OrderEat, the startup that changes school food, expands in Mexico

OrderEat, the startup that changes school food, expands in Mexico
OrderEat, the startup that changes school food, expands in Mexico

Craviotto explains that it’s common to find schools managing these services in very rudimentary ways. Sometimes, they’re just keeping some accounts in a spreadsheet. That’s what changes with the application of OrderEat in the equation. “We did a study 2 weeks ago,” Craviotto tells me. “Over the last 12 months we’ve reduced food waste in the cafeterias.” [en las que participa OrderEat] by 22% and we prevented about 12 tons of food from being wasted.”

Students, for their part, gain time for recess and a more controlled diet. “There is a great concern about the issue of children’s nutrition,” says Craviotto, “with the rates of childhood obesity and the whole issue of soft drinks, there is a very high consumption here in Mexico.”

OrderEAT has achieved significant expansion in Mexico in less than a year and is actively working on initiatives to help improve child nutrition in that nation. “Our energy, more than half of the team is based in Mexico,” says the CEO. Certainly, Mexico has been an excellent market for OrderEat. That is why they have put a lot of work into serving it. There, what has worked the most is the transparency they generate in transactions between cafeteria, parents and children, where representatives can immediately see what a child buys to eat.

A renewed platform

The company’s success has been undeniable: “In the last 12 months we processed approximately 15 million dollars,” says Craviotto. Along with this growth, they have sought to optimize and improve the platform so that it meets current and future needs. “It already allows parents to see and control what their children eat, and now we are developing new features to help parents further improve their children’s nutrition,” he adds.

One of these new features is the categorization of the products that can be chosen in the app The platform will then be labelled according to their nutritional values, which will allow parents to more easily identify healthy foods for their children. But rather than just consuming what parents have available, the platform’s new “gamification” aspects will help students actively participate in their own nutrition while motivating them to follow a balanced diet. “If I give the child points or a prize, he will consciously choose the healthier product,” he adds.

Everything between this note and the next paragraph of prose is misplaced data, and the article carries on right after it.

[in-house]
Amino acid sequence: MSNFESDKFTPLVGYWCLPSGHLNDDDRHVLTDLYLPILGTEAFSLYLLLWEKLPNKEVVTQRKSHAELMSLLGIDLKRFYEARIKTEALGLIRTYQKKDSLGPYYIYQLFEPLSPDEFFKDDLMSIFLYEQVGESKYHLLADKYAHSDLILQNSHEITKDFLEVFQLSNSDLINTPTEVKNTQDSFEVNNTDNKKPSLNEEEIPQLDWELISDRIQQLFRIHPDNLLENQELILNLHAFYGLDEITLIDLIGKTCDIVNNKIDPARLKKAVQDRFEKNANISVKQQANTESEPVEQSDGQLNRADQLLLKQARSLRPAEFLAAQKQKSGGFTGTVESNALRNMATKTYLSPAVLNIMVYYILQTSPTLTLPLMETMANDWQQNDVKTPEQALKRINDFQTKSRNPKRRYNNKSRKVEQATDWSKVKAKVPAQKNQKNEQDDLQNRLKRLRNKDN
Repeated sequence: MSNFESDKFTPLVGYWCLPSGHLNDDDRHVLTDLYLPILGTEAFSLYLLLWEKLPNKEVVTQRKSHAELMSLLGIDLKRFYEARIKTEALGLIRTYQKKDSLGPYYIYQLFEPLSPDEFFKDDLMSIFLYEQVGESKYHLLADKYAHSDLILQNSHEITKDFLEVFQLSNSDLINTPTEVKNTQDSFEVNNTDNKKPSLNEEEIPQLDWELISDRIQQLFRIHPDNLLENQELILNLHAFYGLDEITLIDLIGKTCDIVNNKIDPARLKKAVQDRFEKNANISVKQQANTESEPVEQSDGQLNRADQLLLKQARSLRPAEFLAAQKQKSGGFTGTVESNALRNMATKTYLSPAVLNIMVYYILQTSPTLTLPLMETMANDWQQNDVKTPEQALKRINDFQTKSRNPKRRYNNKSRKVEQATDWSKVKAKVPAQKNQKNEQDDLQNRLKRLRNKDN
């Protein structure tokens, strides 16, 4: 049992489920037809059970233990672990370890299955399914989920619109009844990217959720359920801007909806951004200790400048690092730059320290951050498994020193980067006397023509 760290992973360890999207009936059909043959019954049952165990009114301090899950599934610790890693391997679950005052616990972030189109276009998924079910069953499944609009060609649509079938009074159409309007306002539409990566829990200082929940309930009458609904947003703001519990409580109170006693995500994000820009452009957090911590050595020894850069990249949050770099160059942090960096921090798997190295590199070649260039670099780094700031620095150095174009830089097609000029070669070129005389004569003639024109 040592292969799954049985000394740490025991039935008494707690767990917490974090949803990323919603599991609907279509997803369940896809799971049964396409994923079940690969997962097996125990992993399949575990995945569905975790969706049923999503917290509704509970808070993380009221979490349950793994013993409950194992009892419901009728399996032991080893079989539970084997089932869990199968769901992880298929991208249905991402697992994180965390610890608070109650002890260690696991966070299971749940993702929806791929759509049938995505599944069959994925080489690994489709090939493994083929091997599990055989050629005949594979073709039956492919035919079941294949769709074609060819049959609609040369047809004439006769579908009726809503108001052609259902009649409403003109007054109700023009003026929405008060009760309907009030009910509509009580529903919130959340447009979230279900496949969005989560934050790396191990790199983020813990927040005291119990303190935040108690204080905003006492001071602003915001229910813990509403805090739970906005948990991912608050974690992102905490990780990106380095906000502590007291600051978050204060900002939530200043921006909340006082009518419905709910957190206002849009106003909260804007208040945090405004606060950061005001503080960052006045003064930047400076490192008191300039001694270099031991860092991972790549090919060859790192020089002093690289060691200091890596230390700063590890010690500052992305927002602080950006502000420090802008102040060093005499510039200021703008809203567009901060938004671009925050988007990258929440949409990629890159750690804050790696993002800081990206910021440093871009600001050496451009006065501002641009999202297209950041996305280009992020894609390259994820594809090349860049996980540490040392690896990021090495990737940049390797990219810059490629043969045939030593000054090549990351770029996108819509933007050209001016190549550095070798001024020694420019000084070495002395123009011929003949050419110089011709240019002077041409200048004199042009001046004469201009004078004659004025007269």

In addition, in a monthly report that parents receive about their children’s nutrition, OrderEat will integrate a list of personalized suggestions to improve children’s nutrition. And, yes, obviously, part of the information obtained from this data is processed with, you guessed it, artificial intelligence. At OrderEat, they are not ones to fill themselves with labels just to get on the bandwagon. hypebut they certainly use machine learning and other techniques in their processes.

They know that they must be prepared for the future and its probable project scalability requirements. To do this, Craviotto and partners are betting on talent. “I think the key is to bring in the best possible talent and people who have already done it elsewhere to be able to continue maintaining this pace of growth, which is not easy at all,” he says.

Tips for startups

Last year we asked Craviotto to give us some advice for young entrepreneurs. He replied that it was important to fall in love with a problem and not a solution. He still maintains that conviction, and in this meeting he left us three more pearls for startuperos.

Customer experience: There have been many lessons learned, but the most important one, according to Craviotto, has been understanding the relevance of customer service in the business and focusing on the end user. “We always focus on giving the best experience to parents or the school,” he says.

Getting out is easy: Unlike many service companies, another key has been to ensure that customers do not feel negatively tied to the platform (we are looking at cable operators and cell phone companies). “If they want to cancel their service tomorrow, they do not have to pay any fine, they do not have a forced contract, nothing.”

Jump into the water: Yes. Especially if you are young and therefore have few or no financial burdens. Go for it. Whether it goes well or not, you will learn something new for your next venture.

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